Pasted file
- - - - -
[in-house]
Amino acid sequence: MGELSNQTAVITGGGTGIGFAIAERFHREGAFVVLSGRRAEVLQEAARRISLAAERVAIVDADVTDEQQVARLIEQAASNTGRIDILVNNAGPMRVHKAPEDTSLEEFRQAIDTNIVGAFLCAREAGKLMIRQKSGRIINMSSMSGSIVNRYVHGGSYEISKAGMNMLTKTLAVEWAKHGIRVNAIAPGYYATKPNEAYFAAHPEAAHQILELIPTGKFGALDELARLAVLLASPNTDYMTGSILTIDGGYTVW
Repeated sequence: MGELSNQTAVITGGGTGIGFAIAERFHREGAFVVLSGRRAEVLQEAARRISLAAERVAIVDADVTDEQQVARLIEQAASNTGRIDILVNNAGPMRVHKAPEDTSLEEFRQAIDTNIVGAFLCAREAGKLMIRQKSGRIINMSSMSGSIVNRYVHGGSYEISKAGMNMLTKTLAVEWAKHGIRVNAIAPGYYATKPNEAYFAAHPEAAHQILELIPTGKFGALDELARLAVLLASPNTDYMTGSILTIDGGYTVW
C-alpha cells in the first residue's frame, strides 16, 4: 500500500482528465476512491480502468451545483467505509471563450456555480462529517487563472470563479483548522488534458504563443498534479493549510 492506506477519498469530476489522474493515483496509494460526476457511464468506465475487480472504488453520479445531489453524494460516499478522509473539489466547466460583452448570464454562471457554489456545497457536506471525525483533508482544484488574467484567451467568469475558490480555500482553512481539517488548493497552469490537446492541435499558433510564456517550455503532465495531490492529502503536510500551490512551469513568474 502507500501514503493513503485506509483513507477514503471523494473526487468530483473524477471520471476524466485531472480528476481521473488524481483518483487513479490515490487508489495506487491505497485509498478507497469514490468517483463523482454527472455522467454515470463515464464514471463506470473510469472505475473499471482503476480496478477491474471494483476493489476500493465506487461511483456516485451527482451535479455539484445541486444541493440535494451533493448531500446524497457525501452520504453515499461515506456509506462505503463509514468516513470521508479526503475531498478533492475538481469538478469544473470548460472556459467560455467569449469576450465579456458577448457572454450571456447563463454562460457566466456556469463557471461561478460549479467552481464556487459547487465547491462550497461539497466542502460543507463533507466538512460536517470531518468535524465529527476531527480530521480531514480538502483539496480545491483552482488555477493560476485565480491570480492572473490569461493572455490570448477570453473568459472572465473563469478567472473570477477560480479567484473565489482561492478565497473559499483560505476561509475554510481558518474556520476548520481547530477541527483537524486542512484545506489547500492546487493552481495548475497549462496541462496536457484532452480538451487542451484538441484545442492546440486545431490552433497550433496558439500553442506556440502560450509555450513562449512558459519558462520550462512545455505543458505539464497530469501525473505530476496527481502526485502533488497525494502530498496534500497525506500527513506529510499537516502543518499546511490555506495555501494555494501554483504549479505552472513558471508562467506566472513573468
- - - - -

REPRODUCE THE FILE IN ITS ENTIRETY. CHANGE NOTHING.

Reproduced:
[in-house]
Amino acid sequence: MGELSNQTAVITGGGTGIGFAIAERFHREGAFVVLSGRRAEVLQEAARRISLAAERVAIVDADVTDEQQVARLIEQAASNTGRIDILVNNAGPMRVHKAPEDTSLEEFRQAIDTNIVGAFLCAREAGKLMIRQKSGRIINMSSMSGSIVNRYVHGGSYEISKAGMNMLTKTLAVEWAKHGIRVNAIAPGYYATKPNEAYFAAHPEAAHQILELIPTGKFGALDELARLAVLLASPNTDYMTGSILTIDGGYTVW
Repeated sequence: MGELSNQTAVITGGGTGIGFAIAERFHREGAFVVLSGRRAEVLQEAARRISLAAERVAIVDADVTDEQQVARLIEQAASNTGRIDILVNNAGPMRVHKAPEDTSLEEFRQAIDTNIVGAFLCAREAGKLMIRQKSGRIINMSSMSGSIVNRYVHGGSYEISKAGMNMLTKTLAVEWAKHGIRVNAIAPGYYATKPNEAYFAAHPEAAHQILELIPTGKFGALDELARLAVLLASPNTDYMTGSILTIDGGYTVW
C-alpha cells in the first residue's frame, strides 16, 4: 500500500482528465476512491480502468451545483467505509471563450456555480462529517487563472470563479483548522488534458504563443498534479493549510 492506506477519498469530476489522474493515483496509494460526476457511464468506465475487480472504488453520479445531489453524494460516499478522509473539489466547466460583452448570464454562471457554489456545497457536506471525525483533508482544484488574467484567451467568469475558490480555500482553512481539517488548493497552469490537446492541435499558433510564456517550455503532465495531490492529502503536510500551490512551469513568474 502507500501514503493513503485506509483513507477514503471523494473526487468530483473524477471520471476524466485531472480528476481521473488524481483518483487513479490515490487508489495506487491505497485509498478507497469514490468517483463523482454527472455522467454515470463515464464514471463506470473510469472505475473499471482503476480496478477491474471494483476493489476500493465506487461511483456516485451527482451535479455539484445541486444541493440535494451533493448531500446524497457525501452520504453515499461515506456509506462505503463509514468516513470521508479526503475531498478533492475538481469538478469544473470548460472556459467560455467569449469576450465579456458577448457572454450571456447563463454562460457566466456556469463557471461561478460549479467552481464556487459547487465547491462550497461539497466542502460543507463533507466538512460536517470531518468535524465529527476531527480530521480531514480538502483539496480545491483552482488555477493560476485565480491570480492572473490569461493572455490570448477570453473568459472572465473563469478567472473570477477560480479567484473565489482561492478565497473559499483560505476561509475554510481558518474556520476548520481547530477541527483537524486542512484545506489547500492546487493552481495548475497549462496541462496536457484532452480538451487542451484538441484545442492546440486545431490552433497550433496558439500553442506556440502560450509555450513562449512558459519558462520550462512545455505543458505539464497530469501525473505530476496527481502526485502533488497525494502530498496534500497525506500527513506529510499537516502543518499546511490555506495555501494555494501554483504549479505552472513558471508562467506566472513573468